Regional Gardening Reports :: National Gardening Association

In the Garden:
Northern & Central Midwest
August, 2007
Regional Report

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A soft planting of Arabis along the path looks like a carpet of stars.

A Night Garden

Late Lament

Cold-hearted orb that rules the night,
Removes the colors from our sight.
Red is gray and yellow white.
But we decide which is right.
And which is an illusion.
--Justin Hayward

This lovely poem (and lyrics to a Moody Blues song) doesn't seem a lament to me. I love the nighttime. I was lying on the hammock the other night, fighting mosquitoes but completely enthralled with the evening garden.

This garden in daylight is filled with sunlight and shadows bouncing around, ricocheting off colorful plants, and with bees and wasps sampling its wares. Yet at night, the colors fade away, leaving only shades of white and gray, and all manner of night moths inhabit the space.

Reflected Light
During the day reflected light gives the bright red zinnia its verve, the yellow coreopsis its intensity, and the golden-bronze magnolia its subtle richness. But the night garden is lighted only by solar rays twice reflected by the moon or by artificial lighting that we provide.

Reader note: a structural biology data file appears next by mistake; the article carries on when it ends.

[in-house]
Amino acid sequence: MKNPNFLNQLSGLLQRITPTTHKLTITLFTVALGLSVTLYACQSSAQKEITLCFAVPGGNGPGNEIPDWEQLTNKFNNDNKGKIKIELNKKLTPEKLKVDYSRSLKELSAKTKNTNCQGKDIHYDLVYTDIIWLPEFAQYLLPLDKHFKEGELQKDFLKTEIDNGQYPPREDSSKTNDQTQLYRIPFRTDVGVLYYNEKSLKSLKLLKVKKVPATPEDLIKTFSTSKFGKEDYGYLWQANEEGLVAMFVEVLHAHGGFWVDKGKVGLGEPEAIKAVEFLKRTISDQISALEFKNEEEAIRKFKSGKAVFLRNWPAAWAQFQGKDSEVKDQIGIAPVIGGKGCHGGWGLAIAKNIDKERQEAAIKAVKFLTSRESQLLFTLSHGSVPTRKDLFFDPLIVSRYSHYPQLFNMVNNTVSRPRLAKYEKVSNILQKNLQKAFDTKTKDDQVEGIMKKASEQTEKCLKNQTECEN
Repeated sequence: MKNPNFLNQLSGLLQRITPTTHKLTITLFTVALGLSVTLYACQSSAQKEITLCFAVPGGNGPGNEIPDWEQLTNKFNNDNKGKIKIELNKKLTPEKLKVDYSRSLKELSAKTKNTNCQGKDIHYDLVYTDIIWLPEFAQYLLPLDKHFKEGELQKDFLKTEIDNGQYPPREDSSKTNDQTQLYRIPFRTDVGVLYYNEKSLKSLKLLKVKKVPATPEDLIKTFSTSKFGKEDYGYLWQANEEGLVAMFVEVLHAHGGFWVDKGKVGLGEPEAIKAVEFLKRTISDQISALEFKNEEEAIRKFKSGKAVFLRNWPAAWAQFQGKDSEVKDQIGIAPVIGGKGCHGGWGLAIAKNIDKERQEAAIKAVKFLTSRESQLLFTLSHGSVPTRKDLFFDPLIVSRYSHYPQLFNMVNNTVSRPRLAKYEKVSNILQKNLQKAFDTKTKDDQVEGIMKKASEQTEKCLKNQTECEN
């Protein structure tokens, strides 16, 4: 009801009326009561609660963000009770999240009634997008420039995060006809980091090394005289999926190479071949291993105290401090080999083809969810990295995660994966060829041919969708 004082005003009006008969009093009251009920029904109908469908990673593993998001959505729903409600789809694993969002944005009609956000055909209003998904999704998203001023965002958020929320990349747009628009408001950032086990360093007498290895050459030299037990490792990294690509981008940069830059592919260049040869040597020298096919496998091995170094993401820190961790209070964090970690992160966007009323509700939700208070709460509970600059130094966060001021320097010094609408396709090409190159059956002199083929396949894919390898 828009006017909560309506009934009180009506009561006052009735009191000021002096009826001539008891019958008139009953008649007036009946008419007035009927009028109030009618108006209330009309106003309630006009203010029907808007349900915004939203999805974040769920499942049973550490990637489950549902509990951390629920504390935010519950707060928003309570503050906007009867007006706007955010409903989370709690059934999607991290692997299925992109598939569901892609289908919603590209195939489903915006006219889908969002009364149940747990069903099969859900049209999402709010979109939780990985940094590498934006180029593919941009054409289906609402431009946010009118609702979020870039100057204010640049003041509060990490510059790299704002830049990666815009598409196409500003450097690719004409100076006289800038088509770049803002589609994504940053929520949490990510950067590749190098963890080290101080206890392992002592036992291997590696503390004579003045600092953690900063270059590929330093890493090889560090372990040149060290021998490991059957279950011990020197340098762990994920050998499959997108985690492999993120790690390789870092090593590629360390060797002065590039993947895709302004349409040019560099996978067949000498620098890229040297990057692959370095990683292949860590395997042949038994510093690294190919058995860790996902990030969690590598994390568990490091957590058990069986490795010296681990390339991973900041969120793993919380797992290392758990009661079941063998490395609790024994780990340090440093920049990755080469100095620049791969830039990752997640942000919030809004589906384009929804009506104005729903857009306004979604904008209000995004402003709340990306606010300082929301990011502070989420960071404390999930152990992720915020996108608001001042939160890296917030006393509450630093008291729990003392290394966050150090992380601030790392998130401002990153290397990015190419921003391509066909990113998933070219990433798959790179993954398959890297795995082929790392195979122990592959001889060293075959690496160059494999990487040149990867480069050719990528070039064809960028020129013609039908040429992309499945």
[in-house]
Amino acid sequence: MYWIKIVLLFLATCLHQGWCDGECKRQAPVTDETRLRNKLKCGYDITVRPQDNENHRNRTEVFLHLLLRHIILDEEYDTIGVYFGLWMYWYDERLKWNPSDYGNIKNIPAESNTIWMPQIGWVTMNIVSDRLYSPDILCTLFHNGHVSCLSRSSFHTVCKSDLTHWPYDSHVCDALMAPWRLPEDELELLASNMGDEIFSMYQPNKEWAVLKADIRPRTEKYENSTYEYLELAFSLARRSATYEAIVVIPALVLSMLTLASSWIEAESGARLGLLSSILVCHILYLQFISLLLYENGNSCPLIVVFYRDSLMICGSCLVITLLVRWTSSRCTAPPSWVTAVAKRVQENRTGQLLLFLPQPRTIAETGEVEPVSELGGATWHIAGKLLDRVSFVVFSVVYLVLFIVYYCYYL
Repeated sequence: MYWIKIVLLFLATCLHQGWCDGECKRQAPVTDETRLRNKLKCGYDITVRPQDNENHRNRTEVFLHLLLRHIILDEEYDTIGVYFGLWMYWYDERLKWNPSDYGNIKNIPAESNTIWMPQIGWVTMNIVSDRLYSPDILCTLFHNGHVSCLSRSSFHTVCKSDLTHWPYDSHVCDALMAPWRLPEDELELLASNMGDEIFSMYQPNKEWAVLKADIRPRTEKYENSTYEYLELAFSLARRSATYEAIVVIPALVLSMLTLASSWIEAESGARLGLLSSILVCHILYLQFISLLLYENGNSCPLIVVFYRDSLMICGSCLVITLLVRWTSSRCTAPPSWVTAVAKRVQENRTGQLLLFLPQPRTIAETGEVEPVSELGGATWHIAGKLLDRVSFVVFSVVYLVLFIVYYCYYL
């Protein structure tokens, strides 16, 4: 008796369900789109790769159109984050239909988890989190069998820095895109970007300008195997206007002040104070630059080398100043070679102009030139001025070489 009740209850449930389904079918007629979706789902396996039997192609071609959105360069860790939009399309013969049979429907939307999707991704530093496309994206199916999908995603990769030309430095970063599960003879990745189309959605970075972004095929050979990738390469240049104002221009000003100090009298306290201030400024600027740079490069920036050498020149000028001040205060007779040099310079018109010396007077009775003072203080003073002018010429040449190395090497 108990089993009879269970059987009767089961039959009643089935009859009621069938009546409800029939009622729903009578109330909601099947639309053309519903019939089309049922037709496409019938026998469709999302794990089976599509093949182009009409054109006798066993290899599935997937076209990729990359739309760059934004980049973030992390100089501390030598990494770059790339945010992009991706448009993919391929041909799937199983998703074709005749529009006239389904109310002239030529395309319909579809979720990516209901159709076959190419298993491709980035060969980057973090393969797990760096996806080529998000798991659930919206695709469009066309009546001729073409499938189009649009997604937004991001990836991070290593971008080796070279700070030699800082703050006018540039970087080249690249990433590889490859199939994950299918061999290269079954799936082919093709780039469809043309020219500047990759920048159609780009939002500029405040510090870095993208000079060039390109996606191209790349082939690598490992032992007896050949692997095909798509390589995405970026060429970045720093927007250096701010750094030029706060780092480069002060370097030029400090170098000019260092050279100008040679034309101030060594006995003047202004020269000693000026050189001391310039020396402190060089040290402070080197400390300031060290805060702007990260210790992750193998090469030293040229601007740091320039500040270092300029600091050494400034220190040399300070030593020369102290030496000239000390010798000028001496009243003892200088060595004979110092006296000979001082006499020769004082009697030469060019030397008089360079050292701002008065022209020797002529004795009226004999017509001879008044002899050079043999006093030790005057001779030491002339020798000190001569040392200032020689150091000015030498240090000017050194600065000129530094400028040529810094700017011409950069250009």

Site Selection
Before I even begin to select plants for an evening garden, my first criterion is to select a garden site that is easily viewed from a comfortable chair, porch, or even my hammock. The garden may be designed for strolling through as well, but one of my delights is to be completely relaxed. And that usually means being seated or prone.

Plant Choice
When choosing plants for the night garden, two criteria to put at the forefront are color and fragrance. Plants with white, cream, or yellow flowers will reflect moonlight, making their blooms look like sparkling lights amidst their muted green surroundings. As the night grows darker, they shine brighter and brighter. The bells of a white foxglove dangle like earrings. The flowery brushes of snakeroot appear suspended above the woodland floor. White caladiums float their tropical leaves in a sea of black and gray.

Choose Light Colors
You can certainly combine white flowers with reds and dark blues to enhance the daytime garden, but these darker colors will disappear with dusk to leave only the white ones visible. Pale lavender, sky blue, and shell pink will create a comfortable transition from dark, rich colors in the daytime garden, and will appear as muted, creamy colors as the night approaches. Plants with gray or silvery foliage will become almost iridescent under night lighting.

White Cultivars
You may have favorite plants already in the garden that have colorful varieties as well as white varieties. For example, we tend to think of lilacs in shades of purple and pink, but there are lovely white types as well. Mixing white lilacs in a hedge with the other colors will give you color and fragrance for daytime and nighttime.

Take a walk through your garden tonight and think about what you could change to make it more luminescent as an evening garden. Or, start fresh and plan a garden that is specifically intended for evening enjoyment.

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